Why the country that pulled together in COVID’s first wave can no longer get its act together

That national cohesion, the willingness of Canadians to work together, to endure inconvenience and hardship to bring COVID-19 under control during the pandemic’s first wave, no longer exists as the second wave rages across the land, like a wildfire in a tinder-dry forest.

The pleas from scientists and public health officials – to isolate at home and venture forth only for essential purposes, to wear masks and maintain social distances when doing so – that worked to a quite astonishing degree in the spring are falling on too many deaf ears today.

This time it will take more than pleas from the top to get Canadians on a safe path out of the pandemic

“A national emergency is an urgent and critical situation of a temporary nature that (a) seriously endangers the lives, health or safety of Canadians and is of such proportions or nature as to exceed the capacity or authority of a province to deal with it …” – from Article 3, Emergencies Act of 1988.

America's Founding Fathers never envisioned a rogue president like Donald Trump

“The happy Union of these States is a wonder; their Constitution a miracle; their example the hope of Liberty throughout the world.”– James Madison, 1829.

Madison, who became the nation’s fourth president (1809-1817), is widely celebrated as the “Father of the Constitution” for his crucial role in drafting that famous document – a charter that would stand the test of time as an enduring beacon of democracy. And it did for a remarkable period.

Joe Biden wins the presidency, but American democracy remains endangered

“The fabric of democracy is always fragile everywhere because it depends on the will of citizens to protect it, and when they become scared, when it becomes dangerous for them to defend it, it can go very quickly.” – Margaret Atwood, interview, Dec. 2, 2010.

The fabric of American democracy was put to the test and its fragility exposed to the world again last week. And what a week it was! It took six exhausting days for a winner to emerge.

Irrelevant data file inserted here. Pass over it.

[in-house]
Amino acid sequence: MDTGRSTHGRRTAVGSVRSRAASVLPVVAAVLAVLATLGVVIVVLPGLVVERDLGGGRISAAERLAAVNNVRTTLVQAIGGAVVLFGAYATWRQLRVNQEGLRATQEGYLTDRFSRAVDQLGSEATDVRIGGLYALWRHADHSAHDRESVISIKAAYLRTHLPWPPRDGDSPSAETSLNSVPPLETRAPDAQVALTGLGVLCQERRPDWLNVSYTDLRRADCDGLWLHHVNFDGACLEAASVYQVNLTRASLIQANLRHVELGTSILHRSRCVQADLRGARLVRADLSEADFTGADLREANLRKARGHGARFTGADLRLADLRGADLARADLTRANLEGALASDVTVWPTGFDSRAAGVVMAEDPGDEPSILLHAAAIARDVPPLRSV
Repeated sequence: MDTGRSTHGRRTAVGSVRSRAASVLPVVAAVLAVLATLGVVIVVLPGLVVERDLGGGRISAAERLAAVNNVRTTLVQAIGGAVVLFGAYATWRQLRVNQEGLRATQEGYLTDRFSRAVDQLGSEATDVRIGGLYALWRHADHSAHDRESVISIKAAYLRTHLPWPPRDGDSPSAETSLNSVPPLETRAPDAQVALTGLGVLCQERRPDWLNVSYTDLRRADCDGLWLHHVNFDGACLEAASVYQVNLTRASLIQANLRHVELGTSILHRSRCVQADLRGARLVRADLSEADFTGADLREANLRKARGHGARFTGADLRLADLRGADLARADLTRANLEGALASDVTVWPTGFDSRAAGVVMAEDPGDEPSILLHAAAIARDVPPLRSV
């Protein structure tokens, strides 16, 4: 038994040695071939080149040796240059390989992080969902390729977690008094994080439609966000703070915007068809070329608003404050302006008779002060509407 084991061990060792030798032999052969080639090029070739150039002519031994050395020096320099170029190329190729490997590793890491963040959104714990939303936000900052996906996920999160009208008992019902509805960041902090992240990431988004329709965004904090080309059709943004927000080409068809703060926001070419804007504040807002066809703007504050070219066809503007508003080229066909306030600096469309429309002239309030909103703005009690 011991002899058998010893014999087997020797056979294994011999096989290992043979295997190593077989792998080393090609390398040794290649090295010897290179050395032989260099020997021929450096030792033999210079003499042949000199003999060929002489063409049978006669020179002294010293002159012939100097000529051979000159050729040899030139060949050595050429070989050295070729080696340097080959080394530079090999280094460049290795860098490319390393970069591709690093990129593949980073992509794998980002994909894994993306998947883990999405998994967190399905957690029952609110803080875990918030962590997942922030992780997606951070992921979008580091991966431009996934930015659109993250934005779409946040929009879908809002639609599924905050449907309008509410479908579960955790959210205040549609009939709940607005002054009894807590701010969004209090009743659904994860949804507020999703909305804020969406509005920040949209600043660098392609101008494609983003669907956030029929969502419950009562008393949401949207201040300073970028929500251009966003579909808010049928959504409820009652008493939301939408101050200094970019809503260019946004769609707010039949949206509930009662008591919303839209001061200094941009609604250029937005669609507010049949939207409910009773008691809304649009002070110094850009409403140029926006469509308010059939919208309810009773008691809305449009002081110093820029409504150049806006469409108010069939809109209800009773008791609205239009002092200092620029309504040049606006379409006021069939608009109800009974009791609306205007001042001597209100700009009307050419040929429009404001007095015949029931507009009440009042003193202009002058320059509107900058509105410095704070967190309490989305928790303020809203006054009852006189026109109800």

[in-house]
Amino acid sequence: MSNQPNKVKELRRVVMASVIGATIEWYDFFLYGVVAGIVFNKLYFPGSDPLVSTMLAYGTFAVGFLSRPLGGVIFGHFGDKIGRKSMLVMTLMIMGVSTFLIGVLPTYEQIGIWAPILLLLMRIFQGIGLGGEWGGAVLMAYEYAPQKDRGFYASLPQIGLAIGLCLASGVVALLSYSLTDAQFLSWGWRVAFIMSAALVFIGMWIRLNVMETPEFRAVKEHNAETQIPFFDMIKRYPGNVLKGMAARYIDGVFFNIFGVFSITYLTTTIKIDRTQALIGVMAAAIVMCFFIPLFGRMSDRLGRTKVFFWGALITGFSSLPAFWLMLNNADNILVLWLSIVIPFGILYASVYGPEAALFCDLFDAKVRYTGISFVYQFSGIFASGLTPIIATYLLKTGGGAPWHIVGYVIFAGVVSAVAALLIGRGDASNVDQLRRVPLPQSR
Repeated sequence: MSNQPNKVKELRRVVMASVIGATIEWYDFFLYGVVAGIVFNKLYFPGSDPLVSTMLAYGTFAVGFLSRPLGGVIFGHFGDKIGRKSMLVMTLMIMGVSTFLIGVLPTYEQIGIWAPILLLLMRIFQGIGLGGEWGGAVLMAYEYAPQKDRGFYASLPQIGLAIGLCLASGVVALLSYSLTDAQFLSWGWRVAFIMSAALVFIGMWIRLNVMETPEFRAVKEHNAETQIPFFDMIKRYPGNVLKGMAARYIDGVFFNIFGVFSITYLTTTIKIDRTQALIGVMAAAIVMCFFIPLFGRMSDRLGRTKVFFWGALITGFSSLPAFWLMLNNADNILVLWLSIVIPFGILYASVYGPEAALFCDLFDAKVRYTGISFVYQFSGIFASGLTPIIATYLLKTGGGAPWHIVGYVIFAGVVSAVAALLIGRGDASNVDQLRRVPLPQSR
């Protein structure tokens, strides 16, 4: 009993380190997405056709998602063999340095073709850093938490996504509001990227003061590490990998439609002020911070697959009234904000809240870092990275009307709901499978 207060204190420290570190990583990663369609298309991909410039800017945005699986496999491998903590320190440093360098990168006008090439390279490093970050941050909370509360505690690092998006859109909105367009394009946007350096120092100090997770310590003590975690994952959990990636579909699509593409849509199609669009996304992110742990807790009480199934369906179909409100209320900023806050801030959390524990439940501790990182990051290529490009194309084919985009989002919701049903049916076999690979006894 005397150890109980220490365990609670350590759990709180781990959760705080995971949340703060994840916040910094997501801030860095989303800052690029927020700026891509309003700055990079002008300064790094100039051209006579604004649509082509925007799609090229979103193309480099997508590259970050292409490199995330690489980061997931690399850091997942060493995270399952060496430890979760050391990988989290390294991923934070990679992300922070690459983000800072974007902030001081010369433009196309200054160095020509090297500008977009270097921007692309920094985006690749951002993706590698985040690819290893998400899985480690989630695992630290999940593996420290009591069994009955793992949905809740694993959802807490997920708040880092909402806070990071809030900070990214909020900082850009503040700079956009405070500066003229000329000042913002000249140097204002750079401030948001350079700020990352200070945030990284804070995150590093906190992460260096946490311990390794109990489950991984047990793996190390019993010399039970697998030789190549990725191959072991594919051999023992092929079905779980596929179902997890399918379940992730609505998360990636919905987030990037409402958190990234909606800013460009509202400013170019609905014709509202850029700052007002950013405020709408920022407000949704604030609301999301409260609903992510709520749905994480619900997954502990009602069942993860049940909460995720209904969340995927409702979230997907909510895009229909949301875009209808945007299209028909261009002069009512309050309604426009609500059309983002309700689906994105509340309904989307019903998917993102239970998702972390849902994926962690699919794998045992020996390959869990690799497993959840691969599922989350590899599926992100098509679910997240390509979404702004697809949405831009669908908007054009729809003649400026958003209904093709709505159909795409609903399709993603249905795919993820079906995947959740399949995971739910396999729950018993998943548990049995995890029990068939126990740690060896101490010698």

The Length of Informed Consent Forms and Participant Outcomes

Informed Consent Forms (ICFs) are an essential component of research involving human subjects. ICFs provide participants with general information about the study, participant expectations, risks/benefits, compensation/expenses and privacy safeguards. In an effort to provide additional information for ethical and legal purposes, the length of ICFs have significantly increased over recent decades (Albala, Doyle & Appelbaum, 2010; Kass, et al, 2011; Corneli & Sugarman, 2017).

If Trump has to “leave the country” after Tuesday, where might he find a welcome?

“Could you imagine if I lose? My whole life, what am I going to do? I’m going to say I lost to the worst candidate in the history of politics. I’m not going to feel so good. Maybe I’ll have to leave the country. I don’t know.” – Donald Trump, Oct. 18, Macon, Georgia

Hmm! By all means leave your country, Mr. President, if you must. In time, the American people, with the support of grief counsellors, could learn, as Hoagy Carmichael sang, to get along without you very well.

Moments to remember, from the FLQ to Donald Trump

Probably all of us have had an experience was so unexpected or startling that we were able to remember years later where we were and what we were doing when it happened.

In my case, one such memorable moment happened 50 years ago this coming Saturday. It was at the height of what became known as the “October crisis.” I was asleep at home in Manotick, south of Ottawa, when the phone rang from the New York news desk of my employer, Time magazine:

Covering Trump and the 2020 U.S. Election (Part 2)

This is the second in LISPOP’s series of three blog posts examining important issues in the American presidential election. Here, Associate Professor of Political Science, Dr. Jason Roy examines some of the important issues related to contemporary polling. 

Pre-election polls: It’s not how you ask, it’s who you ask

By Jason Roy
Associate Professor, Department of Political Science, Wilfrid Laurier University

Opinion-Policy Nexus is a forum of opinion and commentary on topics related to public opinion and public policy. Views expressed in any blog entry are those of the author and do not reflect LISPOP's positions.


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